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Blog: Hospice Views

The Culture Connection: Finding Common Ground at End-of-Life

multicultural

We live in an amazingly diverse country. We have people from all over the world, from various religious backgrounds, various racial groups and all sorts of cultures and lifestyles. We live mostly with people much like ourselves, but there are many opportunities to interact with people with different backgrounds and traditions from our own. I love my own culture and religious background, and I also love opportunities to learn from people who are different from me. They help me see things from a new perspective, and sometimes they make me re-think my assumptions. I get to share my beliefs and traditions, and I get to learn about those that are new to me. The key is to be open and welcoming; to be curious and attentive.

I would like to share some general tips about providing good end-of-life care in multicultural situations. These are some suggestions that I and others have found helpful as we navigate the marvelously varied culture in which we live. In future posts on this blog, I will share some specifics of what you may encounter when you meet people from various backgrounds.

Listen and Learn

I love to talk about myself, what I do and what I believe. However, when I meet someone from a background different from mine, I find it’s better that I listen more than I talk. I do talk, of course, because sometimes others want to learn from me, but I try to begin by listening. I set aside my desire to convert the other person to my point of view. I might make a new friend and find out some interesting things that I didn’t know before.

One woman told me that in her culture it was considered rude to look someone directly in the eye when you first meet. In our culture, doing so is usually taken as a show of interest and confidence. I was pleased to learn something new from her, and she learned a little bit from me.

Diversity Within Diversity

Remember: Even though someone is part of a certain group, it doesn’t mean everyone in the group is the same. I’m a Protestant Christian, but there are many Christians who disagree with me on certain beliefs, and have different practices from mine. The same is true for other religions. A Jewish writer once penned, “Where there are two Jews, there are three opinions.” If I have, say, a Muslim patient, I try not to assume that he or she believes or practices the same as other Muslims I know or have read about. Also, be careful about applying broad categories to anyone. If we learn, for example, that someone is “African,” we might have certain stereotypes in mind, but we need to realize that Africa is a huge continent with many countries and vastly different cultures and traditions. Get to know the individual and appreciate him/her for who he/she is.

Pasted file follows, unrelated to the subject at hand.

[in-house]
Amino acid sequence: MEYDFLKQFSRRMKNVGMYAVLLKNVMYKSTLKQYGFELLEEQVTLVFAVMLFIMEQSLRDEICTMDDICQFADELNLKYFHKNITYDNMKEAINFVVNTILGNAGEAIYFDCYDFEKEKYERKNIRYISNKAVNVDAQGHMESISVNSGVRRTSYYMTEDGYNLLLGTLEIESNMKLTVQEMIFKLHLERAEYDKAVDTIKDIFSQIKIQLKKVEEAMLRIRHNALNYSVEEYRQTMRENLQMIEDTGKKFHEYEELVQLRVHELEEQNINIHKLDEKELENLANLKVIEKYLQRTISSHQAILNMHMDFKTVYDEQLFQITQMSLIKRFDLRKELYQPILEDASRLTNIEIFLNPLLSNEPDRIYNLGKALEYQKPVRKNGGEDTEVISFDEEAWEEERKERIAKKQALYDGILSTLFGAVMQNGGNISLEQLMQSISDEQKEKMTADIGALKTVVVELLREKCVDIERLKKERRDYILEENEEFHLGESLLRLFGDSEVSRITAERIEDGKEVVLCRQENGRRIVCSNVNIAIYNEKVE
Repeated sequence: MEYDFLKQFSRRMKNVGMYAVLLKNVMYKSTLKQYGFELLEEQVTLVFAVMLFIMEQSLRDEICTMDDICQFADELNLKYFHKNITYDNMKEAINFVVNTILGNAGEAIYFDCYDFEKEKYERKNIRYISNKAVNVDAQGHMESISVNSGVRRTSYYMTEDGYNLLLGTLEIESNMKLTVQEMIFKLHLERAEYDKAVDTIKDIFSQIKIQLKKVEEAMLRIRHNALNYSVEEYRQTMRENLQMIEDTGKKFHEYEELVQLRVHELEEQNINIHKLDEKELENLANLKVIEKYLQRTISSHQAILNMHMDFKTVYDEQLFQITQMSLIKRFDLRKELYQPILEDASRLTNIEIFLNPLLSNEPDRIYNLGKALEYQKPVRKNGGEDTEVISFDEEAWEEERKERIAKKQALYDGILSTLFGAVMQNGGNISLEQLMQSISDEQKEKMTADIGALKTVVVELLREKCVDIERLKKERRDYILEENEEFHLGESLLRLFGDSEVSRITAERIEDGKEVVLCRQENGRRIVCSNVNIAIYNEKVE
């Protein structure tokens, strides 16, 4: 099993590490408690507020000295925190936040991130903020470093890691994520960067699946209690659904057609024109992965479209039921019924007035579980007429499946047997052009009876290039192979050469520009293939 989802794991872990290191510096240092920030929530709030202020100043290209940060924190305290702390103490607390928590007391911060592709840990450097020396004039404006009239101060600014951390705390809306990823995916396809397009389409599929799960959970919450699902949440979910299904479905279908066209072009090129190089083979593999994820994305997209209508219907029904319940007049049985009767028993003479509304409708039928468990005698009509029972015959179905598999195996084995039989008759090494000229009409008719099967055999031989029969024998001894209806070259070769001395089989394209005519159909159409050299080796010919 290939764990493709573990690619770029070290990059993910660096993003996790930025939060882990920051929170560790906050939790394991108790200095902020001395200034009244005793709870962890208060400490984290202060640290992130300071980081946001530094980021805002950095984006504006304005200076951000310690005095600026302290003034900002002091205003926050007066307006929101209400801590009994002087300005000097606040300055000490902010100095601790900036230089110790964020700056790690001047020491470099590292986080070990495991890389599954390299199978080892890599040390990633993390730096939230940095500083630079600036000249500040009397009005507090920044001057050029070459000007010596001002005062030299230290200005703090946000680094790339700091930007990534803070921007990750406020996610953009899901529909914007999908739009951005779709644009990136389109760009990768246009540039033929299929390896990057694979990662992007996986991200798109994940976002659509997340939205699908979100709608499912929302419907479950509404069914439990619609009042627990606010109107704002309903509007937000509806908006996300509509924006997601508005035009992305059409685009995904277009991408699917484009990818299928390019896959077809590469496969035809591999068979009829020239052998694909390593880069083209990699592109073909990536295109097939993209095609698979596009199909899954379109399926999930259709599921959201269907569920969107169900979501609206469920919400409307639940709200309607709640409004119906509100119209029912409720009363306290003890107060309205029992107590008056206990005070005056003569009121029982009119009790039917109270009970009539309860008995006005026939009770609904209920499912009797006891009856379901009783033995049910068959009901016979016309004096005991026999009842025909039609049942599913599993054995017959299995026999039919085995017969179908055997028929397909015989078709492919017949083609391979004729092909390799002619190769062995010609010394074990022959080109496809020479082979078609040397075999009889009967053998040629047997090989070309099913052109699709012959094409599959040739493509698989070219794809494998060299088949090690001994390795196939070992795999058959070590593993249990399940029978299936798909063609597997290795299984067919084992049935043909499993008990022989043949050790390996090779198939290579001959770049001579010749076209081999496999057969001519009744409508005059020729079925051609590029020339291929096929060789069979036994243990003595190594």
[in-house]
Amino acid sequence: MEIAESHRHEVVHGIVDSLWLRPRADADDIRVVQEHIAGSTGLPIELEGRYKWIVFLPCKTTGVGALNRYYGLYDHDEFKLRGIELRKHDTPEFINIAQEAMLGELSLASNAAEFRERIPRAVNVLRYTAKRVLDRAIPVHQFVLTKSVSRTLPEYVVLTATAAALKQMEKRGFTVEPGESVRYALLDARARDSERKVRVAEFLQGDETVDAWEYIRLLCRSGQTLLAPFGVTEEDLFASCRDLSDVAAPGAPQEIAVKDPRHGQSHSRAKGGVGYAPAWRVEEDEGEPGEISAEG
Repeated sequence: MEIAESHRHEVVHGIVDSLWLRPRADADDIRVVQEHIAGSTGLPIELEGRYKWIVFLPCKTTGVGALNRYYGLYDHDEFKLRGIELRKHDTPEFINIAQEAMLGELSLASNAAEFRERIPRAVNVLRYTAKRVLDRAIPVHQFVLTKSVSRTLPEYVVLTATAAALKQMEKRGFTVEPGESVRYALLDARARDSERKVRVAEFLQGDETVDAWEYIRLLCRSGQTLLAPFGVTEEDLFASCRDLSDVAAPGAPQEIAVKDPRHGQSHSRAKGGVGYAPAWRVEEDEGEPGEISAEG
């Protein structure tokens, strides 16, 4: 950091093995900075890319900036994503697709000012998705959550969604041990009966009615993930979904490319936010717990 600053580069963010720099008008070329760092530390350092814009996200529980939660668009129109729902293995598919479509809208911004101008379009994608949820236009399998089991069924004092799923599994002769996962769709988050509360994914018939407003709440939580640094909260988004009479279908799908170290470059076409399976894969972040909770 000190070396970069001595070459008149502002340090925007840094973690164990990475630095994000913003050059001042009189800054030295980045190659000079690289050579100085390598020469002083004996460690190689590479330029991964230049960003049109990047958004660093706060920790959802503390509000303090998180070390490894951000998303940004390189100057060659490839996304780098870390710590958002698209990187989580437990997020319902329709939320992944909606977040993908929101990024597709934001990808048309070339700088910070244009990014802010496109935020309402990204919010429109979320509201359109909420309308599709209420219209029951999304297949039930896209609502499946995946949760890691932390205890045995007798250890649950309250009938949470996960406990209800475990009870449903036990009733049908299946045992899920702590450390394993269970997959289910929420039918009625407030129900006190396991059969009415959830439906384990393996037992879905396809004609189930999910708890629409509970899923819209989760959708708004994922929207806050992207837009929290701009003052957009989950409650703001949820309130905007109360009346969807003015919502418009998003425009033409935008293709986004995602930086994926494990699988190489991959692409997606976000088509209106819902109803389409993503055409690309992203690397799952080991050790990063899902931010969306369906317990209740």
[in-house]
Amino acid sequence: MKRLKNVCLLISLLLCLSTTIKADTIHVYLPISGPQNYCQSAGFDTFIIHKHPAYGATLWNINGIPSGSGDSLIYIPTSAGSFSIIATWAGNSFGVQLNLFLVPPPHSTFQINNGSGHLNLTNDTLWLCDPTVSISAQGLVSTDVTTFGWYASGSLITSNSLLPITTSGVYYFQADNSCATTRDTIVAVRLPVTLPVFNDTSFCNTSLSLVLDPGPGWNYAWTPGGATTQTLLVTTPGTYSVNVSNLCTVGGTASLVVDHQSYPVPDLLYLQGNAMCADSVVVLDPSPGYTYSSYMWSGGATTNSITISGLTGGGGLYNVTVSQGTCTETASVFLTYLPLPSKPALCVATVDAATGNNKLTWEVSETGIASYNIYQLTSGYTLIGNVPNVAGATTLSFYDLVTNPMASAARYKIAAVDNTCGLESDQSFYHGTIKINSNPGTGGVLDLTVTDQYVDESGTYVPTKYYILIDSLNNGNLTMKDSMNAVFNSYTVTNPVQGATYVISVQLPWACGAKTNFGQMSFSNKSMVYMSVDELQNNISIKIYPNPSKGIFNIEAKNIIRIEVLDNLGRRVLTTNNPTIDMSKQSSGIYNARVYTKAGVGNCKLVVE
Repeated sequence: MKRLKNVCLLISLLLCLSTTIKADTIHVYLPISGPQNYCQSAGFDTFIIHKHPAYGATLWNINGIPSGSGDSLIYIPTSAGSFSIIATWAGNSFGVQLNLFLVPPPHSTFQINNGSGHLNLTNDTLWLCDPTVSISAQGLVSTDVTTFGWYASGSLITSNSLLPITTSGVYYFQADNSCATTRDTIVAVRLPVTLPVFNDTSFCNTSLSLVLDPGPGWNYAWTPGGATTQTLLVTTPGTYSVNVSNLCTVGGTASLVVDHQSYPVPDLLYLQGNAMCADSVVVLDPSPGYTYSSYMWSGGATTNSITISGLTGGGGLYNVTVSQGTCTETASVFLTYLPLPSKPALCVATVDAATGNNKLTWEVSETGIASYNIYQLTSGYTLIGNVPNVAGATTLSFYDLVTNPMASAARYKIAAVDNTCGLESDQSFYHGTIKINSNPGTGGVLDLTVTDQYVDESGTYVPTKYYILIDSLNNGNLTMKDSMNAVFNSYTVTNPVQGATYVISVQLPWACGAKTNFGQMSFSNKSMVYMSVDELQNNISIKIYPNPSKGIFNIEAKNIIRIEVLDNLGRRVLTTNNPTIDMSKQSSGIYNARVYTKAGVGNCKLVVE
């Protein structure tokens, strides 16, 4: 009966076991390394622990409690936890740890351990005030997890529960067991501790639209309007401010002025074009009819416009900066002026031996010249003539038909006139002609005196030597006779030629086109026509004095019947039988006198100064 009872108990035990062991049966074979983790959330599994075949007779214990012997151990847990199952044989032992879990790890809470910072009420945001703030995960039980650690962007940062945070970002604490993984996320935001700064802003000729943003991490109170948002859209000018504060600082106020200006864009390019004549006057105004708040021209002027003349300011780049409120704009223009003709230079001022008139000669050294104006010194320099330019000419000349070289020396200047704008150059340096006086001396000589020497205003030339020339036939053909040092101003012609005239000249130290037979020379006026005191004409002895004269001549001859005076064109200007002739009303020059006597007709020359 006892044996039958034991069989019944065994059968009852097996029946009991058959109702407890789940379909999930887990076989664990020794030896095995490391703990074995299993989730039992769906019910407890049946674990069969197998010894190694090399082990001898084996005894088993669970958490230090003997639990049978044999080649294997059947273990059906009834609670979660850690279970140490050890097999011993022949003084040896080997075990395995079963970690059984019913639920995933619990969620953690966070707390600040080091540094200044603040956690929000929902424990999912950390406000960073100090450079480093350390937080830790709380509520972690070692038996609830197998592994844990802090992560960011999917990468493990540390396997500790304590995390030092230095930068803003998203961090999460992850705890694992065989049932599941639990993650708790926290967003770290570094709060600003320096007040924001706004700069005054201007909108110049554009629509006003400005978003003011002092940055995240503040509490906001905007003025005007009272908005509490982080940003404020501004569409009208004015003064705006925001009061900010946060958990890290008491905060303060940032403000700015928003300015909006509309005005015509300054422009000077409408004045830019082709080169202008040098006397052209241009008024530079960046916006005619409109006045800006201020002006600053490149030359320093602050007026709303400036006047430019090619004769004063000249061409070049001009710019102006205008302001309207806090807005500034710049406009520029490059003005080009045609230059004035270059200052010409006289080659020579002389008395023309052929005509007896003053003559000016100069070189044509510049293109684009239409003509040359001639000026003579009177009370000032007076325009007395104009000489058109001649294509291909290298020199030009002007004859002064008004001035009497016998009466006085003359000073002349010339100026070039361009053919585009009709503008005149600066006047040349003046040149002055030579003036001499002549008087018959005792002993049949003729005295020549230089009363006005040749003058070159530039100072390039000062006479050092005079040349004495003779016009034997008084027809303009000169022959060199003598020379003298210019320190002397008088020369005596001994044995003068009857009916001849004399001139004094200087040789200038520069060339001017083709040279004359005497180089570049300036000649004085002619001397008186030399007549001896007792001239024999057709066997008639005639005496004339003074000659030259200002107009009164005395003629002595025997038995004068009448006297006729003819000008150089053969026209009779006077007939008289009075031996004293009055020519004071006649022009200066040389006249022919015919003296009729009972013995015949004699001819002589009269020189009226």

Look for Mutuality

While most cultural or religious differences will not go away, it is still interesting to find out what we have in common with each other. If we listen enough, we can usually find commonalities with people from backgrounds very different from our own. We can then use those common things as a way to be friends and work together. For example, I have found that when I have patients with a different religion than mine, they still appreciate my prayers for them, even though we are coming from different points of view.

Ask

When I meet a new patient, I always ask how I can be supportive. Sometimes they say they have plenty of spiritual support and they don’t need me and that’s fine. But if they do ask for support, I ask if there is some way I can help them connect with their own religious community. I don’t assume I know everything about their background or that I can provide all their spiritual needs. If I have a Muslim patient, I ask, “Can I help you find an imam?” If I have a Catholic patient, I ask, “Do you want me to request a priest visit?” So, we should begin by asking how we can be helpful. By doing so, we acknowledge our differences, yet we don’t allow the differences to be a barrier to cooperation. Even if I have read everything I can find about, say, Buddhist end-of-life care practices, I still need to ask that person what they need and want.

Try to keep these general ideas in mind, and you may have some rich experiences that will increase your knowledge and broaden your life experiences.

 

Jerry Gentry
Chaplain, Crossroads Hospice
Atlanta, Georgia

 

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